The ONS is really motoring on its productivity releases. Here's one from April 2017 (home page).
1. the upper panel shows before the Great Recesion many countries lay in a corridor where hours growth was quite compatable with productivity growth.
2. the lower panel shows that after the GR this seems to have broken down: that the same hours growth is associated with much less productivity growth. That in turn suggests a big fall in TFP growth, and the lastest TFP growth is set out by Bart van Ark and Kirsten Jäger in:
Recent Trends in Europe's Output and Productivity Growth Performance at the Sector Level, 2002-2015.
Thursday, 16 November 2017
Wednesday, 4 October 2017
1. Opponents of capitalism tell you that the market system promotes greed. selfishness and rapacious behaviour by firms. Proponents say no: its the opposite as firms have to understand what consumers want. A view from Tim Harford's great book Fifty Things that Made the Modern Economy" http://amzn.eu/aWaeGcn. about the founder of Selfridges, Mr. Selfridge
File as well under innovation."He saw that female customers offered profitable opportunities that other retailers were bungling, and made a point of trying to understand what they wanted. One of his quietly revolutionary moves: Selfridge’s featured a ladies’ lavatory. Strange as it may sound to modern ears, this was a facility London’s shopkeepers had hitherto neglected to provide. Selfridge saw, as other men apparently had not, that women might want to stay in town all day, without having to use an insalubrious public convenience or retreat to a respectable hotel for tea whenever they wanted to relieve themselves. "
2. Via Tim Taylor, this is a very good review:§ "Immigrants, Productivity, and Labor Markets," by Giovanni Peri
3. Do our banks still need fixing? yes they very much do says Martin Sandbu.
A rather worrying consensus emerged in a recent conference held by the Centre for Economic Policy Research, in which top names from the economics profession (their presentation materials are available on the conference web page) assessed the state of the financial system 10 years after the crisis.The consensus was that we still fall far short from what would be a safe financial system."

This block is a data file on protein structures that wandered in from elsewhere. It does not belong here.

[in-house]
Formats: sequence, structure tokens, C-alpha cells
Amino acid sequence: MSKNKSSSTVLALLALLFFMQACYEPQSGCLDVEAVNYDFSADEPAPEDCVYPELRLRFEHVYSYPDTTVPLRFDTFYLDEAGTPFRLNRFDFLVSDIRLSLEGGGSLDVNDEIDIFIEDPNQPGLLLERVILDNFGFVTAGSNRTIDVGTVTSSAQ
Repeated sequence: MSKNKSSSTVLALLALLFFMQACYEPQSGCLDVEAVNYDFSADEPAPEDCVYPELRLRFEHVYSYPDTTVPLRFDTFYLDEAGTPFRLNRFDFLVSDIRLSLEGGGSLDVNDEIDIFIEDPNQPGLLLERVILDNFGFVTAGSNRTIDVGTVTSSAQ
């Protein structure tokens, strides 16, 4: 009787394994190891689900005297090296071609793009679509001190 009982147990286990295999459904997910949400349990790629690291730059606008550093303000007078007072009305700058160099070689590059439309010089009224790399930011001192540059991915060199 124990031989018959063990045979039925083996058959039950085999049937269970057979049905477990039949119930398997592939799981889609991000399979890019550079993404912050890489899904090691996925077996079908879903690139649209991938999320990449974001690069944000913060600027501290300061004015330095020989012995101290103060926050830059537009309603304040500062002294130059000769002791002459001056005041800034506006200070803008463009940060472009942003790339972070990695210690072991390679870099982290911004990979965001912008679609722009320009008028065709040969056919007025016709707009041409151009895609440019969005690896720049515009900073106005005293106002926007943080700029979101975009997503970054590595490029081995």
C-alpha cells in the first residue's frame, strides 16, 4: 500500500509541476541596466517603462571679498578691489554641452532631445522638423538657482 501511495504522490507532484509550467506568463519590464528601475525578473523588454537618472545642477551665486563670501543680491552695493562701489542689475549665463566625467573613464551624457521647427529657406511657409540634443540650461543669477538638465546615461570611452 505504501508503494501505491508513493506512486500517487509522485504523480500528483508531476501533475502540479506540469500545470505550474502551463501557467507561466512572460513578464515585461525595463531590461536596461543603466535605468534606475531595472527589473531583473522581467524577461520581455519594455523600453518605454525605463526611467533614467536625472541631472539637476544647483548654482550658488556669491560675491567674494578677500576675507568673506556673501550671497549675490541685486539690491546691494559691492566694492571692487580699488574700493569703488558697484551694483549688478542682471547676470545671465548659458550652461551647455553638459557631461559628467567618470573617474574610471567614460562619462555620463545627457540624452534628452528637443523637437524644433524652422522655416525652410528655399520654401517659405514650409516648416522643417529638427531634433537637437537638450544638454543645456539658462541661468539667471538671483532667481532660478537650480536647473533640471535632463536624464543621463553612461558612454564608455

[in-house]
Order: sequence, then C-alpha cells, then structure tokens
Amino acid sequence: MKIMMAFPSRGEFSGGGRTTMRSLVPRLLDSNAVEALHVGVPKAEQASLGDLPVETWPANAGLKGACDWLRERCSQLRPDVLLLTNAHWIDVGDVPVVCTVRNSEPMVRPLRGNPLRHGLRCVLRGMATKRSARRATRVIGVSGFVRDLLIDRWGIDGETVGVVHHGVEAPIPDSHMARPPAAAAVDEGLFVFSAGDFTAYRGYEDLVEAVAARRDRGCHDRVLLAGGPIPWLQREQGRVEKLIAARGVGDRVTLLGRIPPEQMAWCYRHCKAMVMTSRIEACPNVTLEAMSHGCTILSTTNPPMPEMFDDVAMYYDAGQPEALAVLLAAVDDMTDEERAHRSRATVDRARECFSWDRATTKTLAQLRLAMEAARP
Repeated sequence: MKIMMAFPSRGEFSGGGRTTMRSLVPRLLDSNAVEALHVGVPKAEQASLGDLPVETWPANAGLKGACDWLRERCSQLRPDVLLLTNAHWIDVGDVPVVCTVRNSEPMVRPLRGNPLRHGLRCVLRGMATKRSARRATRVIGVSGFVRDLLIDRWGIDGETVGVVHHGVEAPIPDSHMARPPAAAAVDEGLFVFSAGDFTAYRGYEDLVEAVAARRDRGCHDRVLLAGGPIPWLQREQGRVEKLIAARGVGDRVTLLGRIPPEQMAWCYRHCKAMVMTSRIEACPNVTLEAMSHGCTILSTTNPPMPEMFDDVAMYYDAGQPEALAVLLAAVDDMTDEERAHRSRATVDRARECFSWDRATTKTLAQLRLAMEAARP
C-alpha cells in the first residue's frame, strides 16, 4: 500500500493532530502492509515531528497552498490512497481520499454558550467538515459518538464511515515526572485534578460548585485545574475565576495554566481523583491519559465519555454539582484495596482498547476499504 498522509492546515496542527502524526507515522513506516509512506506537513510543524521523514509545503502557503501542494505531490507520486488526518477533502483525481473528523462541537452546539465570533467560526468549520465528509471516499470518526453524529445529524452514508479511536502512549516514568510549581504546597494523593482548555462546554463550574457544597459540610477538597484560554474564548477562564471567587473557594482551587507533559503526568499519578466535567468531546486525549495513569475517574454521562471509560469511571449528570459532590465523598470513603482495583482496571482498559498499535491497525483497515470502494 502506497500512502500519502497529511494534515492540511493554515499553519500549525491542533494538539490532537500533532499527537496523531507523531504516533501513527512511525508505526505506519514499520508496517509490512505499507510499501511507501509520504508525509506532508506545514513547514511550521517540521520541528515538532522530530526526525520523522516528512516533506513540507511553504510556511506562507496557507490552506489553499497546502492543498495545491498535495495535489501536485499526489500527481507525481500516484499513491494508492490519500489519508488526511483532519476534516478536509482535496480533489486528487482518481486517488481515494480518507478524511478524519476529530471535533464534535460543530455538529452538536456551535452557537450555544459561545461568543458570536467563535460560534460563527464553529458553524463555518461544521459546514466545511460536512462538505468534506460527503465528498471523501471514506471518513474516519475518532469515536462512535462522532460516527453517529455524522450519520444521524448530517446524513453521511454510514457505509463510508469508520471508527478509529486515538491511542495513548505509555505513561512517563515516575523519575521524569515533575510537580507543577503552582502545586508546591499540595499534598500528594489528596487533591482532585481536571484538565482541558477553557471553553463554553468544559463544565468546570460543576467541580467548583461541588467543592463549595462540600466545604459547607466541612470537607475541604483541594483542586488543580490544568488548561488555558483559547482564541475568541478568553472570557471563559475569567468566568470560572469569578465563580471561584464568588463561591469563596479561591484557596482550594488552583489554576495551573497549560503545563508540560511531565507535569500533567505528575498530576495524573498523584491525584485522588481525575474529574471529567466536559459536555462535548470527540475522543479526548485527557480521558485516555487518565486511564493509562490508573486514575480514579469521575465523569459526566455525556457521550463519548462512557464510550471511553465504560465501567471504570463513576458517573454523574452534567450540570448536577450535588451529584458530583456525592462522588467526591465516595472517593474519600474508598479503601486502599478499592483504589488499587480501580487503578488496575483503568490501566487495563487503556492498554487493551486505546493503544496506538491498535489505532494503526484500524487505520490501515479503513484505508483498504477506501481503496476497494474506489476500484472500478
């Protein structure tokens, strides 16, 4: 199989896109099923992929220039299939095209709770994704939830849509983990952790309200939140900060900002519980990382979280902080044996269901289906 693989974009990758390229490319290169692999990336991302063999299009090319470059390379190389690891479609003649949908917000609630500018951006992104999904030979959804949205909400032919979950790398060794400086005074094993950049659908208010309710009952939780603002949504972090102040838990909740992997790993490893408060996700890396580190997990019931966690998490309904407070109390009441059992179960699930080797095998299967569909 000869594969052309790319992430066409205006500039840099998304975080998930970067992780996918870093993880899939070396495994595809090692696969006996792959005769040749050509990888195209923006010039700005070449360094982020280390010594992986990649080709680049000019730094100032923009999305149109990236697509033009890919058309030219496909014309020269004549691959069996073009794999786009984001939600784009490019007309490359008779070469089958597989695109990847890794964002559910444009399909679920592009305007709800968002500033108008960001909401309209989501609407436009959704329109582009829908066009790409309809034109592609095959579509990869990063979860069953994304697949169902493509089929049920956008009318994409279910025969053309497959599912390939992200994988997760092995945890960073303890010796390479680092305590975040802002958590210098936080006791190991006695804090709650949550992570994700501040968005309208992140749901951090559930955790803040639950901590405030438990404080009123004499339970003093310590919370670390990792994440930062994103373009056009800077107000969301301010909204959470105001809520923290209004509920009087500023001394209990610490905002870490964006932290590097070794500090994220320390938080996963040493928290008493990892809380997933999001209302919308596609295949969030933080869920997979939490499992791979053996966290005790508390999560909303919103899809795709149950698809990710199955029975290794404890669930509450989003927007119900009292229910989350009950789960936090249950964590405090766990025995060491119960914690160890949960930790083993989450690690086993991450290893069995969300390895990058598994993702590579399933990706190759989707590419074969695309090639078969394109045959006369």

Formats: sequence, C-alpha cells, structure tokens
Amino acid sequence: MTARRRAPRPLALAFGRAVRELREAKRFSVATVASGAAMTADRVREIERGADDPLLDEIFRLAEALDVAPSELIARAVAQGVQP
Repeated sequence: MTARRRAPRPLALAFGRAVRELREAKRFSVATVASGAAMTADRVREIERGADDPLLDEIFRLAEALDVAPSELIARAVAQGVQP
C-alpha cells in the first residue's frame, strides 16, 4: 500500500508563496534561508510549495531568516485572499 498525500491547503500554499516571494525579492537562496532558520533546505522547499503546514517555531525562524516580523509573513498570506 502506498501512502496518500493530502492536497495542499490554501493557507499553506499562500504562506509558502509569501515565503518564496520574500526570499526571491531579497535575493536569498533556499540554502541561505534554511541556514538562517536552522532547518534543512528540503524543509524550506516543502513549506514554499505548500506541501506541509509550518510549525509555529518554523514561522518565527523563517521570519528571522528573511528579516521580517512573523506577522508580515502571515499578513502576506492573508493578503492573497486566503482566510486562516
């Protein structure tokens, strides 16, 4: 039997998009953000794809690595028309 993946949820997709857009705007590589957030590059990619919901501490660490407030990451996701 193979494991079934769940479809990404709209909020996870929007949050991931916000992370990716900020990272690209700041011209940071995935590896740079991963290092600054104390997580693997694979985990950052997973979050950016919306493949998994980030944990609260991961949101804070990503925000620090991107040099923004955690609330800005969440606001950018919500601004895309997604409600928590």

For as John Vickers pointed out, “the general . . . opinion among economists outside the financial sector is that banks should be required to have at least twice as much equity capital . . . as the prevailing regulatory settlement”, but “regulators, not just banks, [think] that reform since 2008 has got us to about the right place”.Martin Wolf sums up the economists’ consensus in a recent op-ed, where he advocates equity requirements four to five times higher than today’s rules...... Vickers has strongly criticised the Bank of England for its judgment that the required push for more equity funding in banks is largely completed. (To be fair, the BoE is also adding requirements for non-equity funding that can be “bailed in” to bear losses in a crisis.) Across the Atlantic, the US Treasury has plans under way to weaken rather than strengthen capital requirements — plans that, in William Cline’s analysis, could cost the US economy $2.7tn in increased risks over 10 years
Vickers and Tucker are critical of equity measures (something for intangible reserachers to bear in mind)
Second, the way it [equity] is constructed means the inherent instability of measured bank equity is unstable in just the wrong way. Paul Tucker, the former BoE deputy governor, has explained this in a rather chilling, if technical, speech. Before the crisis, he says, “‘common equity’ was measured without adjustments for items recorded by accountants as assets but which don’t — can’t — help in a crisis”, such as “goodwill” (the assumed extra value acquired when assets are taken over for more than their prior accounting value) or future tax credits.That means improvements in regulations made to sound impressive — Vickers highlights BoE governor Mark Carney’s point that equity requirements are 10 times higher than before the crisis — are true only because of how absurdly low the requirements were then.
Here's a key calculation:
In Tucker’s calculation, “when tangible common equity is measured in a way that is more fit for purpose, the minimum risk-asset ratio requirement was about 1 per cent” and even less when not discounting supposedly safe assets with low risk-weights (which has its own problems). Consequently, the ability of banks today to have assets 25-30 times as large as the equity intended to absorb losses on them is only 10 times stricter than before the crisis because they could then get away with gearing up their own (their shareholders’) money by three-digit multiples. Vickers is surely right that “10 times better than hopelessly lax is not a useful measure”.
4. Related, here is Catherine Mann on how the wrong type of lending distorts growth.
Catherine L. Mann (OECD) Slides
Catherine L. Mann (OECD) Slides